Date: November 2, 2015
Source: Washington University in St. Louis
Many people remember the arrival of West Nile in North America in 1999, if only because the initial outbreak killed not just wild crows but also exotic birds in the Bronx Zoo.
In the following years, a trail of dead crows marked the spread of the virus from the East through the Midwest on to the West Coast. It took only four years for the introduced virus to span the continent.
But what happened to bird populations in the wake of the virus's advance? Were some species decimated and others left untouched? After the initial die-off were the remaining birds immune, or mown down by successive waves of the disease? Nobody really knew.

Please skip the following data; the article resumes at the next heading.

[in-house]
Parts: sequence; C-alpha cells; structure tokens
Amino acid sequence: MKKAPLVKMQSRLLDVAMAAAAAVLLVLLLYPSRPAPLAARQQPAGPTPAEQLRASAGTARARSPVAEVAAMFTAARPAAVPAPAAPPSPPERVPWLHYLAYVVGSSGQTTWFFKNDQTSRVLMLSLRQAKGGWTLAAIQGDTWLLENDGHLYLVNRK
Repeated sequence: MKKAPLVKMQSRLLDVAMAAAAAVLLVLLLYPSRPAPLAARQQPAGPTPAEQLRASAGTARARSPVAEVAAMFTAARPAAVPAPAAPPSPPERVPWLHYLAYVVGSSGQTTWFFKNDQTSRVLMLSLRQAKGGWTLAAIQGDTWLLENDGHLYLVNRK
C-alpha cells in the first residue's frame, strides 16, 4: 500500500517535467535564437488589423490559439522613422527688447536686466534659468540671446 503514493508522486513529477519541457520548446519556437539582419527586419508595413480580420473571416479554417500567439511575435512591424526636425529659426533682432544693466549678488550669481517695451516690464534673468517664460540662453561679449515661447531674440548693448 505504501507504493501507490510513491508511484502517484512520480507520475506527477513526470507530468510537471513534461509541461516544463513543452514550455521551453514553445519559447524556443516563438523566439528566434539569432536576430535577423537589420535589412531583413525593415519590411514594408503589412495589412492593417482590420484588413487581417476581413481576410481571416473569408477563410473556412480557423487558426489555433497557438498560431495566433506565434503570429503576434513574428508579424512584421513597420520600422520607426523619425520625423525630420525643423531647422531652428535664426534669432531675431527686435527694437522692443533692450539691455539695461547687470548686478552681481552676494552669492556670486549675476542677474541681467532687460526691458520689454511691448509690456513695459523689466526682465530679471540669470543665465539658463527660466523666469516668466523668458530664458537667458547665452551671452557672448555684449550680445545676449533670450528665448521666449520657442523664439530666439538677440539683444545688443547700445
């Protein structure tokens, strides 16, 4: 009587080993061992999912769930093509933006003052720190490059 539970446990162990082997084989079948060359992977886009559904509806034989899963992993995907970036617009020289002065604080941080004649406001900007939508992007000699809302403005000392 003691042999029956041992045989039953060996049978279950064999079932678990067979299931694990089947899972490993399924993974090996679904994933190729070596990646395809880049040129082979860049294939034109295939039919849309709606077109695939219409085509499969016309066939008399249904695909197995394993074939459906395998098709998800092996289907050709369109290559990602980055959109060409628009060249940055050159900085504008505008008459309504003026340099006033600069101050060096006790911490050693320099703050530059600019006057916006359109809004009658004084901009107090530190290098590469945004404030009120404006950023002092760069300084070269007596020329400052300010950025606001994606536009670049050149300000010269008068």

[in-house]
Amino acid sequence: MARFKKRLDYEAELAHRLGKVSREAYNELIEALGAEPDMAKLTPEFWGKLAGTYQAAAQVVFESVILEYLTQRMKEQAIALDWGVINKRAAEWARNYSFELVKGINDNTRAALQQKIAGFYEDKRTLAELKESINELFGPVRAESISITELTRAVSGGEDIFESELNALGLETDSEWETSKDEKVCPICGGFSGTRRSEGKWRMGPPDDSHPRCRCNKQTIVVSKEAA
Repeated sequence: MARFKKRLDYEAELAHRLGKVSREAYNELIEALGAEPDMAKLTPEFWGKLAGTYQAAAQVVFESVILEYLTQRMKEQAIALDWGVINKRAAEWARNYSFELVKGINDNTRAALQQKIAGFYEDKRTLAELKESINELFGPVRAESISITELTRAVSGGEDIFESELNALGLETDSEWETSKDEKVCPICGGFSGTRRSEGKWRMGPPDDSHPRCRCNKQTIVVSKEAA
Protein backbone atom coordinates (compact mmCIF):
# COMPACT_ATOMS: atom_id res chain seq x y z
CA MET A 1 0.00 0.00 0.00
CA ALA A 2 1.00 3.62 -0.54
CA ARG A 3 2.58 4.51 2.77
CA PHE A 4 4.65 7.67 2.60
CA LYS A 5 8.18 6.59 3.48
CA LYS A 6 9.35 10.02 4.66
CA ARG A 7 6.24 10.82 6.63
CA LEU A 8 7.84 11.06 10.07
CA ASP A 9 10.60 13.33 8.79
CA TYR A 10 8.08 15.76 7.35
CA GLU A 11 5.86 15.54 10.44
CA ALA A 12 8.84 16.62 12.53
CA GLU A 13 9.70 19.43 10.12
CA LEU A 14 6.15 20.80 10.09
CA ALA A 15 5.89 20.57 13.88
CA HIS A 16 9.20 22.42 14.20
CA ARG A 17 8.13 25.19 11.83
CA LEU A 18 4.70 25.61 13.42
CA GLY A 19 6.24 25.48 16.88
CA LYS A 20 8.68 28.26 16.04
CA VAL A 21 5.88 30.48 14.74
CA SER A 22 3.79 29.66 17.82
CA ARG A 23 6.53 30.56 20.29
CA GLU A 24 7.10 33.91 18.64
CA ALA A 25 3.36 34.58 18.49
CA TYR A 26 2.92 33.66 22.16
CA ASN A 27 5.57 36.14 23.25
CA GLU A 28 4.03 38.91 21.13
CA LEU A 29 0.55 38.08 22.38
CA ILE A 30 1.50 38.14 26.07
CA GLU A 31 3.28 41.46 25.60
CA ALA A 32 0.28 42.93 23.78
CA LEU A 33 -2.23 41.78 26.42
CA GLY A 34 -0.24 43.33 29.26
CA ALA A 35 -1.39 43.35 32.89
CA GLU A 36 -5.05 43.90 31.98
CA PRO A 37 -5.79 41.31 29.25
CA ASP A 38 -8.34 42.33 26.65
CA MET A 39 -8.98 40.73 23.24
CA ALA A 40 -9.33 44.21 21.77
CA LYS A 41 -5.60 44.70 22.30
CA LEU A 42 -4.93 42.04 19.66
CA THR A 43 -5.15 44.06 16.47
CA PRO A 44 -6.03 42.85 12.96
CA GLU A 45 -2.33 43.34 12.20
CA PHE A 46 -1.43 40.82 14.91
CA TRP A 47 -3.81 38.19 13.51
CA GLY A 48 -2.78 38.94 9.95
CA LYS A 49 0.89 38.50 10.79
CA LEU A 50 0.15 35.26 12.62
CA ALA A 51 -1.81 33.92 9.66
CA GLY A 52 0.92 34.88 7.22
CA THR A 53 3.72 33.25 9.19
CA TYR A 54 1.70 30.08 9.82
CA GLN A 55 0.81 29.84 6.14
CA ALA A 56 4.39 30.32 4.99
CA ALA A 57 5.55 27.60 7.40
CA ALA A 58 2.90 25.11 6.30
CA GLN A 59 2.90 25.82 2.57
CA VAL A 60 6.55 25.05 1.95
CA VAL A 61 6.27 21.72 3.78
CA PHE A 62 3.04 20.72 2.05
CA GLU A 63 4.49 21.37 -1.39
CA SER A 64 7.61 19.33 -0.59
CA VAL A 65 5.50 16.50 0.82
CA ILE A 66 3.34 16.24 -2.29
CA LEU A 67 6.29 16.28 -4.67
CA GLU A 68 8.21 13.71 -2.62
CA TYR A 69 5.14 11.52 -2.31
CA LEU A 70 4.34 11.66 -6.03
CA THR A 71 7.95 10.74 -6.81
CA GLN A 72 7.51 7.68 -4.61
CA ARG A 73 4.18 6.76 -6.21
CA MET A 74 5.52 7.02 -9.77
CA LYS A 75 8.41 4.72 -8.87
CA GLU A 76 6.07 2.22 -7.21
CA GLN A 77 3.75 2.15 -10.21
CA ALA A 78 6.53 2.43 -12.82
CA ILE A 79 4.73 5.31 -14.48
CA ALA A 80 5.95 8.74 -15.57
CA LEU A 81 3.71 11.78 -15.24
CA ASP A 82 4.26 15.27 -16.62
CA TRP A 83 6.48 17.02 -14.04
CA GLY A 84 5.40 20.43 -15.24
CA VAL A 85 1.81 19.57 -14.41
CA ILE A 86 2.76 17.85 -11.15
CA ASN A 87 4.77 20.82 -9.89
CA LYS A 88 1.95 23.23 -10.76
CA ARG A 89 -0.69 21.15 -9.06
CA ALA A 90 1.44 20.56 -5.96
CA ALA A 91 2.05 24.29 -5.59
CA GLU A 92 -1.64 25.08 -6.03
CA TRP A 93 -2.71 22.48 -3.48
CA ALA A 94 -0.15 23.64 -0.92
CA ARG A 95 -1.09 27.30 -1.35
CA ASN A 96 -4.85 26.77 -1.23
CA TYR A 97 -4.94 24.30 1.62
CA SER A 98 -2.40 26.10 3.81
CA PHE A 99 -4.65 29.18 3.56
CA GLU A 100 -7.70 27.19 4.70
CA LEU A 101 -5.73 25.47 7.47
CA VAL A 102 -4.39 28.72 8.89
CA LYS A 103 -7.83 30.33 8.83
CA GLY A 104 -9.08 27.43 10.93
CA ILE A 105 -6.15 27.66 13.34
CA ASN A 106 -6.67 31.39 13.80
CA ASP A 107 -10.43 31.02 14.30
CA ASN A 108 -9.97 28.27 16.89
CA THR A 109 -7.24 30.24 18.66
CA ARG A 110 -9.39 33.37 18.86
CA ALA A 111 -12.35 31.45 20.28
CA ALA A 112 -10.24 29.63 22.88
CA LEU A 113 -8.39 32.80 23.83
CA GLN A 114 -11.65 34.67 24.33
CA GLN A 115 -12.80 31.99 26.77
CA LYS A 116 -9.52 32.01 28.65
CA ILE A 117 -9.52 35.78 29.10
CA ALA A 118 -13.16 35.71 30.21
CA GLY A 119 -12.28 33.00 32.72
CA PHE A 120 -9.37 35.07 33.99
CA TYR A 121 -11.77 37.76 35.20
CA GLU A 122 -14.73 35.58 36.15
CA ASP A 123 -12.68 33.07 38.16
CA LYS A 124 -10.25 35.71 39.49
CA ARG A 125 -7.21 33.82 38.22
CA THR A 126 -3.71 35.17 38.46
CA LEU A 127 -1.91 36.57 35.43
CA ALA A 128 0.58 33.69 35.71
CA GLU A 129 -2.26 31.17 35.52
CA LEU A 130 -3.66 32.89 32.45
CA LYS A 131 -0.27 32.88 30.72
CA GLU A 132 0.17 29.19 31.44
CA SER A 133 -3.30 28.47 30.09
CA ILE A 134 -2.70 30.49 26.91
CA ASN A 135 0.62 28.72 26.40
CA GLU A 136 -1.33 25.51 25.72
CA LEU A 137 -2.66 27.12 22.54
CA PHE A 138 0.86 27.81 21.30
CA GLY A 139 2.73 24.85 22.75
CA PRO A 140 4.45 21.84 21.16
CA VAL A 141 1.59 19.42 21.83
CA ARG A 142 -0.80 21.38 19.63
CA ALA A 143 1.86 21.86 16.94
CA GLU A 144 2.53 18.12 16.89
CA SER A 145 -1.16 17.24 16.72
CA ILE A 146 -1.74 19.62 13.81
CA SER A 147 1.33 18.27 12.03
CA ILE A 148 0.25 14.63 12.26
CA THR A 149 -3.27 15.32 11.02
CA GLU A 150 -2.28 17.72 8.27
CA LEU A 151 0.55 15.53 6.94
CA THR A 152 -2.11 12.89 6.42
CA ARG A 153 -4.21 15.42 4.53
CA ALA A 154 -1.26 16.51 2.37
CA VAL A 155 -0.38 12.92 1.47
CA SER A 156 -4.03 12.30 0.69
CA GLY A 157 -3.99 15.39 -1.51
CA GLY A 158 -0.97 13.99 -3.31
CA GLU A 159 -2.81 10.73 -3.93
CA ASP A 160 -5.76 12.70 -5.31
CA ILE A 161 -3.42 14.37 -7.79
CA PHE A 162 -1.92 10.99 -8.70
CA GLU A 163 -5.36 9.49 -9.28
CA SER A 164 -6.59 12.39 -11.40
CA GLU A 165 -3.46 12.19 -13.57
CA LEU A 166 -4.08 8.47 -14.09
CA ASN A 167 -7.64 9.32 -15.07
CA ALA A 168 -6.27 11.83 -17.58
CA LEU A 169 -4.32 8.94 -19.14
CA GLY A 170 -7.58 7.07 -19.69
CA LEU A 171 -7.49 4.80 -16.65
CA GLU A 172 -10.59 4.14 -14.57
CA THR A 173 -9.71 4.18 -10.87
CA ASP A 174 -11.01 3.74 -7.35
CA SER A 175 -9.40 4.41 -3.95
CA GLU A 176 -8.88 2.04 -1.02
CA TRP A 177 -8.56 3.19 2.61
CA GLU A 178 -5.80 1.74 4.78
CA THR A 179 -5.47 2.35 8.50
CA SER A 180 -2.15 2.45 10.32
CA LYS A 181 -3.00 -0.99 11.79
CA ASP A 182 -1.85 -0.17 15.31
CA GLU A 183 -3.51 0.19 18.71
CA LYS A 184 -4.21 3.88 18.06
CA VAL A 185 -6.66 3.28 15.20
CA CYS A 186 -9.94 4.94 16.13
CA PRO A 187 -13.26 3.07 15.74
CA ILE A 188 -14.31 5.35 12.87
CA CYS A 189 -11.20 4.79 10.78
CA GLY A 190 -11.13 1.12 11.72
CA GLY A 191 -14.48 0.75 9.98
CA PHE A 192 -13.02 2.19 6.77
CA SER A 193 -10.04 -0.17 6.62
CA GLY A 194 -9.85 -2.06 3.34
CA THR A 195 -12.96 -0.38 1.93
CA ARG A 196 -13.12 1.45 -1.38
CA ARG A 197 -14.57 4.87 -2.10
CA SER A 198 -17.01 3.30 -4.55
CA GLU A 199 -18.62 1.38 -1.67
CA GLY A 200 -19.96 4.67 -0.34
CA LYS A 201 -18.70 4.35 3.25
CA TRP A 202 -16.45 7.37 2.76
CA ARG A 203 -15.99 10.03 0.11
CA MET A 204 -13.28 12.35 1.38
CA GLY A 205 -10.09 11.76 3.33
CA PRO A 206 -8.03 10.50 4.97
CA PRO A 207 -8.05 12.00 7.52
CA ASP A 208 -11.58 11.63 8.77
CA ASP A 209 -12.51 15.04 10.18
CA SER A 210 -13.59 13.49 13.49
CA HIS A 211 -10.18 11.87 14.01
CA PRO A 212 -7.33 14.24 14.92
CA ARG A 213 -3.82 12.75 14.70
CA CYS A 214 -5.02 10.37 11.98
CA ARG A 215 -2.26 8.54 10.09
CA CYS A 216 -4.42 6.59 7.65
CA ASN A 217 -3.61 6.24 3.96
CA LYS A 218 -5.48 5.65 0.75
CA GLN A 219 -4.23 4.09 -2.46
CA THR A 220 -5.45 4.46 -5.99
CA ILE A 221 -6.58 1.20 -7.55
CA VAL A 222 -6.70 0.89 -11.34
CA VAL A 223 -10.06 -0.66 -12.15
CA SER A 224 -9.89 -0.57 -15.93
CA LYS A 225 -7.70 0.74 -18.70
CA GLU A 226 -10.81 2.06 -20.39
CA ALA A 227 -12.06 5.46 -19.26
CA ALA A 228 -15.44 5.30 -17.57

Now, a study published in the Nov. 2 issue of Proceedings of the National Academy of Sciences provides some answers. The study, a collaboration among scientists at Colorado State University, the University of California at Los Angeles, Washington University in St. Louis and the Institute for Bird Populations (IBP), is the first to fully document the demographic impacts of West Nile virus on North American bird populations.
The scientists analyzed 16 years of mark-recapture data collected at more than 500 bird-banding stations operated using the Monitoring Avian Productivity and Survival protocol developed by IBP, a California-based nonprofit that studies declines in bird populations.